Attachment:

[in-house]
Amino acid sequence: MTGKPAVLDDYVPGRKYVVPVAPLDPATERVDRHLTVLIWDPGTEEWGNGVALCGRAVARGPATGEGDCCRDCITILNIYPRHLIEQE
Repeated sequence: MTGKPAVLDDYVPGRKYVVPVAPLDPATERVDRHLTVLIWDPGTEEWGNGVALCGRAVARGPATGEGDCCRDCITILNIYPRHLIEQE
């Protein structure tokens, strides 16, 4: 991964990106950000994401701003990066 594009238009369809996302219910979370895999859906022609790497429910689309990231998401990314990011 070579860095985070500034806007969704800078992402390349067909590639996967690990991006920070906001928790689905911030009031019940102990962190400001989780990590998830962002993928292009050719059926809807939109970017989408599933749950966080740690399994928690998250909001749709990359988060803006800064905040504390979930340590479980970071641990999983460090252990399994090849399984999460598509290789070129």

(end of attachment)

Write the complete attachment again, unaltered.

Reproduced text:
[in-house]
Amino acid sequence: MTGKPAVLDDYVPGRKYVVPVAPLDPATERVDRHLTVLIWDPGTEEWGNGVALCGRAVARGPATGEGDCCRDCITILNIYPRHLIEQE
Repeated sequence: MTGKPAVLDDYVPGRKYVVPVAPLDPATERVDRHLTVLIWDPGTEEWGNGVALCGRAVARGPATGEGDCCRDCITILNIYPRHLIEQE
């Protein structure tokens, strides 16, 4: 991964990106950000994401701003990066 594009238009369809996302219910979370895999859906022609790497429910689309990231998401990314990011 070579860095985070500034806007969704800078992402390349067909590639996967690990991006920070906001928790689905911030009031019940102990962190400001989780990590998830962002993928292009050719059926809807939109970017989408599933749950966080740690399994928690998250909001749709990359988060803006800064905040504390979930340590479980970071641990999983460090252990399994090849399984999460598509290789070129």